There were five children among the 55 passengers. The coach was overloaded by five people, said police.

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Earthquake north of Tokyo injures 23, disrupts train service
February 15, 2005 

TOKYO (AP) - A 5.4-magnitude earthquake centred north of Tokyo shook the Japanese capital early Wednesday, jarring buildings, injuring at least 23 people and temporarily disrupting train service.

There was no threat of tsunami. The 4:46 a.m. local time quake was centred in southern Ibaraki prefecture, just north of the capital, the Japanese Meteorological Agency said. The epicentre was 45 kilometres below the surface.

There was no danger of a tsunami, or potentially dangerous waves triggered by seismic activity, the agency said.

At least 23 people were injured, including three seriously, in Ibaraki and surrounding prefectures and were treated at hospitals, the Fire and Disaster Management Agency reported.

A 65-year-old man was injured when he fell down a flight of stairs, public broadcaster NHK reported.

A magnitude-5 earthquake can cause damage to homes if it occurs in a residential area.

But there was little damage because the quake's epicentre was far enough underground that much of the shock was absorbed and because buildings in Japan are designed to withstand the shaking.

NHK showed monitoring cameras around central Tokyo shaking and the rumbling was felt in surrounding areas such as Yokohama. Goods were knocked off convenience store shelves near the epicentre.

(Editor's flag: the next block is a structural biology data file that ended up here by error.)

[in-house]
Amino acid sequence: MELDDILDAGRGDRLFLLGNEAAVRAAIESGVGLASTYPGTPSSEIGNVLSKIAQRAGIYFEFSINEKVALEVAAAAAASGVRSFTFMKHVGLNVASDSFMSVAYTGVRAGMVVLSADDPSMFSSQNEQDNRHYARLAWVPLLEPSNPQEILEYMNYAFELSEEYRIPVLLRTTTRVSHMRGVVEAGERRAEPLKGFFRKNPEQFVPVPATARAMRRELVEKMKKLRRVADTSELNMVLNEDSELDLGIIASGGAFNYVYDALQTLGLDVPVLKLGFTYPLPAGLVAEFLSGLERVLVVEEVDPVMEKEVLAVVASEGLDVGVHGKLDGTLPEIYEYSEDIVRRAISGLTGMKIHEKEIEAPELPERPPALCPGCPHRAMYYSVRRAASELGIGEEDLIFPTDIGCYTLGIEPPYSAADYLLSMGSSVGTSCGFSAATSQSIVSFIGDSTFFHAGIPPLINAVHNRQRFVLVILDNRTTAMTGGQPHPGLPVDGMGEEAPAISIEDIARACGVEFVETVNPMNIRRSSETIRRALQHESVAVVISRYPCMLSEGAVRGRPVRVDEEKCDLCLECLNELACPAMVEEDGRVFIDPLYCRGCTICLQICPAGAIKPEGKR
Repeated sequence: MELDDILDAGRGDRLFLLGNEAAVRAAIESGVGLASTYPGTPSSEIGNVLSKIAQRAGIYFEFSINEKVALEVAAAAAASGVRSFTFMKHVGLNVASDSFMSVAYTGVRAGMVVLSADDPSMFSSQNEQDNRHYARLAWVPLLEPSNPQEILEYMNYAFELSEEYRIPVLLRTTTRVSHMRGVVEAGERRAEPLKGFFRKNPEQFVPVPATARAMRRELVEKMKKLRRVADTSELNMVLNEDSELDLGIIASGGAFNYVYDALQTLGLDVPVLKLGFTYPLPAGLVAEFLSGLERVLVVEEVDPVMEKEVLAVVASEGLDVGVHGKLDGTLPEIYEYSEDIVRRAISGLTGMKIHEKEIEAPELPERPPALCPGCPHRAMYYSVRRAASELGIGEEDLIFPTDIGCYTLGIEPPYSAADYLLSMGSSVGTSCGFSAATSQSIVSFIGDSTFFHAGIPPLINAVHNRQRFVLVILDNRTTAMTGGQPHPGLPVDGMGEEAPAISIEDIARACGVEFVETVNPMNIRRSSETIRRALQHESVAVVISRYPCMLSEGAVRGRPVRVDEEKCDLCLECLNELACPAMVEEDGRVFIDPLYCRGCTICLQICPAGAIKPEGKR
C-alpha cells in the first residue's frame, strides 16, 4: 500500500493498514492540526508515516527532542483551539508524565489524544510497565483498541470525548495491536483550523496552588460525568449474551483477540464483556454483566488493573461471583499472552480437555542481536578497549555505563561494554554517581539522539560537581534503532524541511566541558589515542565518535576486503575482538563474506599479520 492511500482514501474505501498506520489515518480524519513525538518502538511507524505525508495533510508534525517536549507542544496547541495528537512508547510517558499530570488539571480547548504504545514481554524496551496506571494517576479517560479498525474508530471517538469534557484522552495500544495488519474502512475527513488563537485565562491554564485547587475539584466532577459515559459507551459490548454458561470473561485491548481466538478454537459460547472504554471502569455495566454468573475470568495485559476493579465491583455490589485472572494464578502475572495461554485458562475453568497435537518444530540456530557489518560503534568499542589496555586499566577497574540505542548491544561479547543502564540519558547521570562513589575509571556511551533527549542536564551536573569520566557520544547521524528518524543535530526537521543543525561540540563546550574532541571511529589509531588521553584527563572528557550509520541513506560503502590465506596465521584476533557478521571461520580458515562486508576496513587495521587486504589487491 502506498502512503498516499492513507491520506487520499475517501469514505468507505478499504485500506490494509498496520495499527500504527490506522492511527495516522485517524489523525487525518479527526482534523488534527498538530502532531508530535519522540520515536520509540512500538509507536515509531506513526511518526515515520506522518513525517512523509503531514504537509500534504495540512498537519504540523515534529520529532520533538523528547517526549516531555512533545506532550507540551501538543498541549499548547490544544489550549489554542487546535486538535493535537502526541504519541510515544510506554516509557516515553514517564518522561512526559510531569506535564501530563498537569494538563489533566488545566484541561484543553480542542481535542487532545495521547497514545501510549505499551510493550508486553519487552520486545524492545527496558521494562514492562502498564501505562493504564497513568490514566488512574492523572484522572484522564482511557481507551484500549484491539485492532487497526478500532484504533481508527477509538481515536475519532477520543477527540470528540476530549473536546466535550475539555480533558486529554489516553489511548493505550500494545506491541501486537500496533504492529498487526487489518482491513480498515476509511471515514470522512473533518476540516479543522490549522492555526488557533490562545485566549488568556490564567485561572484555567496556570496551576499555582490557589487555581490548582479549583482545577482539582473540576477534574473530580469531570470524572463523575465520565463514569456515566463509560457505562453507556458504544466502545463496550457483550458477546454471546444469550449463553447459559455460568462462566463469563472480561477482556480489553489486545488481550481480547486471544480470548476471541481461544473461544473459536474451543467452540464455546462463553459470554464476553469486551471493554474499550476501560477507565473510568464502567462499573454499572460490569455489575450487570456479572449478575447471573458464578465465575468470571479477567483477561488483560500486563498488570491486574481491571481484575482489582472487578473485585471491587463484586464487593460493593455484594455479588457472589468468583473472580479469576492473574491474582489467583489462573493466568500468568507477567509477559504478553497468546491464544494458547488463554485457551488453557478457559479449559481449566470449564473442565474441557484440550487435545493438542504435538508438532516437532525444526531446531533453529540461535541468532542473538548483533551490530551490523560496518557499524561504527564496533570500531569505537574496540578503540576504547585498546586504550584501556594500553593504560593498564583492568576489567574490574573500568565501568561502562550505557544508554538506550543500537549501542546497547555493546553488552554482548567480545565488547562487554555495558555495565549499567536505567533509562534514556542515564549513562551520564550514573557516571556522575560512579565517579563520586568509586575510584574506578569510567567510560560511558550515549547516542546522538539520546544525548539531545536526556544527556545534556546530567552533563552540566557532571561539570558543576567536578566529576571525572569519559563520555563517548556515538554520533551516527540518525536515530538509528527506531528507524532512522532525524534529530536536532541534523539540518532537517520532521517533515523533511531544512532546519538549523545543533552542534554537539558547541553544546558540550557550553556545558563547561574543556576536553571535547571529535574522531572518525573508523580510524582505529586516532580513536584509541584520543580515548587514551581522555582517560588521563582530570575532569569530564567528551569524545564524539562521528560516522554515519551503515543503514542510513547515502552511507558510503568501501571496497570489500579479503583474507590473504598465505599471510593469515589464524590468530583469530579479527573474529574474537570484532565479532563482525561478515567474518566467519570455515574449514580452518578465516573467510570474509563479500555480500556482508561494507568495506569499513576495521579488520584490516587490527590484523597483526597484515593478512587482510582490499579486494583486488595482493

The tremors also led to a temporary suspension of local train services in Ibaraki, and prompted transport authorities to shut down an expressway to motorists for about 90 minutes as a precaution, news reports said.

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Twin cyclones batter the South Pacific, could combine into 'perfect storm'
16 February 2005 0649 hrs

SYDNEY : Twin cyclones began battering three south Pacific nations and weather experts warned they could combine into one giant, destructive storm center that would create havoc in the region.

Cyclone Olaf, a powerful Category 4 storm packing winds of up to 250 kilometers per hour (155 miles per hour), was bearing down on Samoa and American Samoa and was expected to reach "super cyclone" status by the time it strikes the two territories' main islands around 0000 GMT Wednesday.

Olaf has intensified steadily in the past 24 hours and was forecast to reach Category 4/5 out of a maximum of 5, meaning it will whip up sustained winds of more than 250 kilometers per hour and gusts above 300 kph, the Australian-Pacific Center for Emergency and Disaster Information (APCEDI) said.

Samoa and American Samoa were under states of emergency, with schools, businesses and airports closed and boarded up and low-lying areas evacuated, residents in the American Samoa capital Pago Pago told AFP.